Extending the UK grading system

by Bob Nov/2010
This article has been read 13,537 times

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+Teetering along the Rainbow, 143 kb
Teetering along the Rainbow
© mark reeves

So what's this all about then?

Some years ago I posted on Rocktalk, as it then was, about the history and development of the UK grading system. Later I extended and updated it and hosted it on my website. It gets linked to quite regularly when, ahem, discussions arise on UKC about grading systems. However, things don't stand still so this is about potential future directions of the grading system. More: "How can we improve it?" than "Let's throw everything out and start again".

OK, let's recap on the current system. Just how does it work?

The two parts of the grade (adjectival and technical) are meant to work together to give the climber an idea of what to expect on the route. Now it should be apparent that you can't condense a whole experience of a pitch/route into just four characters so the expectation is that the climber will modify just what the grade means when they stand under the route. The adjectival grade is comparable in some ways to the French grade, it's an overall indication of the difficulty of the pitch/route. Used on its own that's all you get.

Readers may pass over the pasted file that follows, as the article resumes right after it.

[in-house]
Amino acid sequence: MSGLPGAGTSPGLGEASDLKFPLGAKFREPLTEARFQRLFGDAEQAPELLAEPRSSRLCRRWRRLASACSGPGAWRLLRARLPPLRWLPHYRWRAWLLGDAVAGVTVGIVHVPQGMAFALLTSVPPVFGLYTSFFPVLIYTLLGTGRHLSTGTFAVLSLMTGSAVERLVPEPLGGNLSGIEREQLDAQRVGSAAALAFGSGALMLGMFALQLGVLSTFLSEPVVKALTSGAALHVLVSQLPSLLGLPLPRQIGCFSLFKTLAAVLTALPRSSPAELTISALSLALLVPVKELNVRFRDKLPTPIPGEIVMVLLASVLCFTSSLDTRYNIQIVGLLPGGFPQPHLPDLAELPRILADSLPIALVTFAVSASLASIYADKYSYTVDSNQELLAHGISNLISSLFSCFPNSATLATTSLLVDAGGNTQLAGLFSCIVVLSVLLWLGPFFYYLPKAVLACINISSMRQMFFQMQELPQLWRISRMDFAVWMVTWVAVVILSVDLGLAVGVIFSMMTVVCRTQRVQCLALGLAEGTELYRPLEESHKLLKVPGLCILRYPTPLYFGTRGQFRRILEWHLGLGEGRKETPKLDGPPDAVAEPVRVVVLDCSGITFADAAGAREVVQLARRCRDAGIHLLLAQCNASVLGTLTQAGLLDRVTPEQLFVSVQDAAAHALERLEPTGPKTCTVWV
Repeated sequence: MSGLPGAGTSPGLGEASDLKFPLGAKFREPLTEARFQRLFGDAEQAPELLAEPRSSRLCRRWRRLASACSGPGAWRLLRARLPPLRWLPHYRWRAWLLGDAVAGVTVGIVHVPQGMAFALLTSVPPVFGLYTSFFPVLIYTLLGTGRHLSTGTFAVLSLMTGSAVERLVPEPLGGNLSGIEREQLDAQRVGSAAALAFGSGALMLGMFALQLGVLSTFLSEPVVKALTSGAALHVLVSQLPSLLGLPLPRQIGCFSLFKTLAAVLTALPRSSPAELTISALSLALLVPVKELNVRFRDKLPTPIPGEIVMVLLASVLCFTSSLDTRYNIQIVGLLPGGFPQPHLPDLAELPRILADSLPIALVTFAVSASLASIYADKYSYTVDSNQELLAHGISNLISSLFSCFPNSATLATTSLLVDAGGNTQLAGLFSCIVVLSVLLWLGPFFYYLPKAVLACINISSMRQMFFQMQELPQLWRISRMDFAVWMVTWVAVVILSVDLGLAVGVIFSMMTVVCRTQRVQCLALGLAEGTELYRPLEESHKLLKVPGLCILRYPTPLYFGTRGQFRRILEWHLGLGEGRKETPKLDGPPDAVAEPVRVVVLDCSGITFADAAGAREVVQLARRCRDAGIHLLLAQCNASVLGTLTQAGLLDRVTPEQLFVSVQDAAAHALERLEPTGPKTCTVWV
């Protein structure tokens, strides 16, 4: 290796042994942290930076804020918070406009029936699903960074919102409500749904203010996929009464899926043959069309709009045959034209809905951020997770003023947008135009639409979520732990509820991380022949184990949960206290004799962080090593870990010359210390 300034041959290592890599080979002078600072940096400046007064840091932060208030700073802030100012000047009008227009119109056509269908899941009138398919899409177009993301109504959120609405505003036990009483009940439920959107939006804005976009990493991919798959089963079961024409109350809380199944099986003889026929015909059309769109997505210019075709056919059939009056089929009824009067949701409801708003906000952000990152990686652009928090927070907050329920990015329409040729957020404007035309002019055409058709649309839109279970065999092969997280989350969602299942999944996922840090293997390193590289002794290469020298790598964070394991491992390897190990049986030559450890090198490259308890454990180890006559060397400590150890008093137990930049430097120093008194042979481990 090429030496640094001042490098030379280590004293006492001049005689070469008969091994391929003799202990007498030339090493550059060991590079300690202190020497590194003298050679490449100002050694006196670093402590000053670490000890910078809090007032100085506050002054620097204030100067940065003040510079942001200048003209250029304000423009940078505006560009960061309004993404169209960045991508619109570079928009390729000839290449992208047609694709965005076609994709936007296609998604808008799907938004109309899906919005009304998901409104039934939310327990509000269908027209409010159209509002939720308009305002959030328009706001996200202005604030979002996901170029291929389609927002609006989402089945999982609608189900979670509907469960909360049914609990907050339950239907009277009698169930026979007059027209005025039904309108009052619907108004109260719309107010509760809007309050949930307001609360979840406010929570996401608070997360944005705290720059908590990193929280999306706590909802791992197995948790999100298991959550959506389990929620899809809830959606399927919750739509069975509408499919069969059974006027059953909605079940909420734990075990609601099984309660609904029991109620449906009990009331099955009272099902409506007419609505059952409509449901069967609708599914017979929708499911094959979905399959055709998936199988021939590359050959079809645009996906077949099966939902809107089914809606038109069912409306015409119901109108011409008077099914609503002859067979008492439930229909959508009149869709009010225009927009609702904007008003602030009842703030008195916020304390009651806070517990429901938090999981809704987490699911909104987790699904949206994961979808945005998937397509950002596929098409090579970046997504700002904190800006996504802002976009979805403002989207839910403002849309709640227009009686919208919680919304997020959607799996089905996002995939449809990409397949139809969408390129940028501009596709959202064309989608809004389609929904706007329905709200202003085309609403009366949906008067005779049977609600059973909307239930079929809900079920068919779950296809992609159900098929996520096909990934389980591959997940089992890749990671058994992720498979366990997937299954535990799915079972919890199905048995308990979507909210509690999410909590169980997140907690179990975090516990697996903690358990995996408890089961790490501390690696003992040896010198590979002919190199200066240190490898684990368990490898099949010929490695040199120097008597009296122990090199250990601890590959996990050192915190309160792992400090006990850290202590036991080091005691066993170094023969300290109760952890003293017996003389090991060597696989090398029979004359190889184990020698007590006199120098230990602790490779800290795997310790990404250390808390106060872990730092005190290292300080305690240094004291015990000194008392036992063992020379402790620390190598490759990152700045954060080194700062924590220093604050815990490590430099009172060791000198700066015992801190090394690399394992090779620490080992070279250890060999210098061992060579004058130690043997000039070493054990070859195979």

And what's wrong with what we've got? It's served us well for over thirty years now.

Two things really. Firstly climbers have got much, much fitter, mainly due to sport climbing on steep limestone and the spread of indoor leading walls and are used to doing long sequences of hard moves. Secondly, and perhaps as a consequence of the first point, the current crop of routes are much more sustained than the routes of old. A route from the 1970s like Footless Crow on Goat Crag (originally E5 before the crux hold/gear came off) has maybe three 6a moves and a single 6b move in 50 metres of climbing! The rest is mostly 5b, plus you get a hands off rest before the crux section. Compare that with a more modern route like say Fay at Lower Sharpnose that was originally graded E5 where you are unlikely to get many easy moves and also unlikely to have any resting places and you can see that there can be a big difference in what you are setting out on. Fay is perhaps an oddity in itself - it's almost definitive borderline E4/5 in that if you climb E4 then it is more like E5 but if you climb E5 then it feels like an E4! BTW, I'm not suggesting that Fay is harder than Footless Crow, just that the sustainedness of the former is harder for the current grading system to deal with.